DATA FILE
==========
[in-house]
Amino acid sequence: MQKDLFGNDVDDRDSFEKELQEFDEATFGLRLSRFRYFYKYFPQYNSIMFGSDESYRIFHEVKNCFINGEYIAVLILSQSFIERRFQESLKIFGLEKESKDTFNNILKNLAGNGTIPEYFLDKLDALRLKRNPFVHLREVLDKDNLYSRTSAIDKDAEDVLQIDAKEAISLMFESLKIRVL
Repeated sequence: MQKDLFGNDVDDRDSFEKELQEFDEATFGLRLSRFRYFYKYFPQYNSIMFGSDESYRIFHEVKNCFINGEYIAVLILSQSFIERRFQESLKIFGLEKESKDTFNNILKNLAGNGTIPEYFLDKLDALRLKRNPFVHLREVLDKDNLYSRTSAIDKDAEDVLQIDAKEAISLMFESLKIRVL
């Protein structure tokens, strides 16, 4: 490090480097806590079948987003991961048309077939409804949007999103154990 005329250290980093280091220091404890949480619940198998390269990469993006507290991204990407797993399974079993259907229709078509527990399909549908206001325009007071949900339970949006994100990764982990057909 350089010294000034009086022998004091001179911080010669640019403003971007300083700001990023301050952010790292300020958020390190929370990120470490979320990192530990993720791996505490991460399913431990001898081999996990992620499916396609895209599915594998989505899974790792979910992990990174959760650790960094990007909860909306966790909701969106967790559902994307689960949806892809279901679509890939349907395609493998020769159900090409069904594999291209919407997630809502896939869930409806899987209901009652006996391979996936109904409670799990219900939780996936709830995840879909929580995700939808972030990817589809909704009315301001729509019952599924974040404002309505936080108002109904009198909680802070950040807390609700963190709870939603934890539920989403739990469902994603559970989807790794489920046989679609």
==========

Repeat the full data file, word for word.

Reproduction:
[in-house]
Amino acid sequence: MQKDLFGNDVDDRDSFEKELQEFDEATFGLRLSRFRYFYKYFPQYNSIMFGSDESYRIFHEVKNCFINGEYIAVLILSQSFIERRFQESLKIFGLEKESKDTFNNILKNLAGNGTIPEYFLDKLDALRLKRNPFVHLREVLDKDNLYSRTSAIDKDAEDVLQIDAKEAISLMFESLKIRVL
Repeated sequence: MQKDLFGNDVDDRDSFEKELQEFDEATFGLRLSRFRYFYKYFPQYNSIMFGSDESYRIFHEVKNCFINGEYIAVLILSQSFIERRFQESLKIFGLEKESKDTFNNILKNLAGNGTIPEYFLDKLDALRLKRNPFVHLREVLDKDNLYSRTSAIDKDAEDVLQIDAKEAISLMFESLKIRVL
């Protein structure tokens, strides 16, 4: 490090480097806590079948987003991961048309077939409804949007999103154990 005329250290980093280091220091404890949480619940198998390269990469993006507290991204990407797993399974079993259907229709078509527990399909549908206001325009007071949900339970949006994100990764982990057909 350089010294000034009086022998004091001179911080010669640019403003971007300083700001990023301050952010790292300020958020390190929370990120470490979320990192530990993720791996505490991460399913431990001898081999996990992620499916396609895209599915594998989505899974790792979910992990990174959760650790960094990007909860909306966790909701969106967790559902994307689960949806892809279901679509890939349907395609493998020769159900090409069904594999291209919407997630809502896939869930409806899987209901009652006996391979996936109904409670799990219900939780996936709830995840879909929580995700939808972030990817589809909704009315301001729509019952599924974040404002309505936080108002109904009198909680802070950040807390609700963190709870939603934890539920989403739990469902994603559970989807790794489920046989679609």